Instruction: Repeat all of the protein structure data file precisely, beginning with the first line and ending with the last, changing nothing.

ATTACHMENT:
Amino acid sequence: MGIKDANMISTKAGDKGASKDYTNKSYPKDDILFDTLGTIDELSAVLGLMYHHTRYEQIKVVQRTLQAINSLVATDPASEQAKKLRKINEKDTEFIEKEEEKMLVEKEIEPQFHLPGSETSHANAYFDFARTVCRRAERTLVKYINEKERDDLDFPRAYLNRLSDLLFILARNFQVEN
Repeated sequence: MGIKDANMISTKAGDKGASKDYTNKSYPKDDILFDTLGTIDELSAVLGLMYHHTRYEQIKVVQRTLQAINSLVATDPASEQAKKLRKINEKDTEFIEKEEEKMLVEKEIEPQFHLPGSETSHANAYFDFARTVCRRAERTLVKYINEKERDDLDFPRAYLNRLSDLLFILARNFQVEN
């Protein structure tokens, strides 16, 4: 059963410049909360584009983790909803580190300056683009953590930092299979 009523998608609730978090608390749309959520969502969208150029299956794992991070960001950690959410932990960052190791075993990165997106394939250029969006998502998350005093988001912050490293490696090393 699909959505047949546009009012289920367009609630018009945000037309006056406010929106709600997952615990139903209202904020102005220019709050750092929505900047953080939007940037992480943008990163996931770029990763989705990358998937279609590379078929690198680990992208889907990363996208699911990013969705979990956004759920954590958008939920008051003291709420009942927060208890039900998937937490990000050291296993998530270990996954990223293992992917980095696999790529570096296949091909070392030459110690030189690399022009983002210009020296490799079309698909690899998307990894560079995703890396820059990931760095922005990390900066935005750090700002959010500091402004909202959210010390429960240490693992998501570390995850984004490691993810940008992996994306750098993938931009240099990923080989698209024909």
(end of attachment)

Amino acid sequence: MGIKDANMISTKAGDKGASKDYTNKSYPKDDILFDTLGTIDELSAVLGLMYHHTRYEQIKVVQRTLQAINSLVATDPASEQAKKLRKINEKDTEFIEKEEEKMLVEKEIEPQFHLPGSETSHANAYFDFARTVCRRAERTLVKYINEKERDDLDFPRAYLNRLSDLLFILARNFQVEN
Repeated sequence: MGIKDANMISTKAGDKGASKDYTNKSYPKDDILFDTLGTIDELSAVLGLMYHHTRYEQIKVVQRTLQAINSLVATDPASEQAKKLRKINEKDTEFIEKEEEKMLVEKEIEPQFHLPGSETSHANAYFDFARTVCRRAERTLVKYINEKERDDLDFPRAYLNRLSDLLFILARNFQVEN
């Protein structure tokens, strides 16, 4: 059963410049909360584009983790909803580190300056683009953590930092299979 009523998608609730978090608390749309959520969502969208150029299956794992991070960001950690959410932990960052190791075993990165997106394939250029969006998502998350005093988001912050490293490696090393 699909959505047949546009009012289920367009609630018009945000037309006056406010929106709600997952615990139903209202904020102005220019709050750092929505900047953080939007940037992480943008990163996931770029990763989705990358998937279609590379078929690198680990992208889907990363996208699911990013969705979990956004759920954590958008939920008051003291709420009942927060208890039900998937937490990000050291296993998530270990996954990223293992992917980095696999790529570096296949091909070392030459110690030189690399022009983002210009020296490799079309698909690899998307990894560079995703890396820059990931760095922005990390900066935005750090700002959010500091402004909202959210010390429960240490693992998501570390995850984004490691993810940008992996994306750098993938931009240099990923080989698209024909």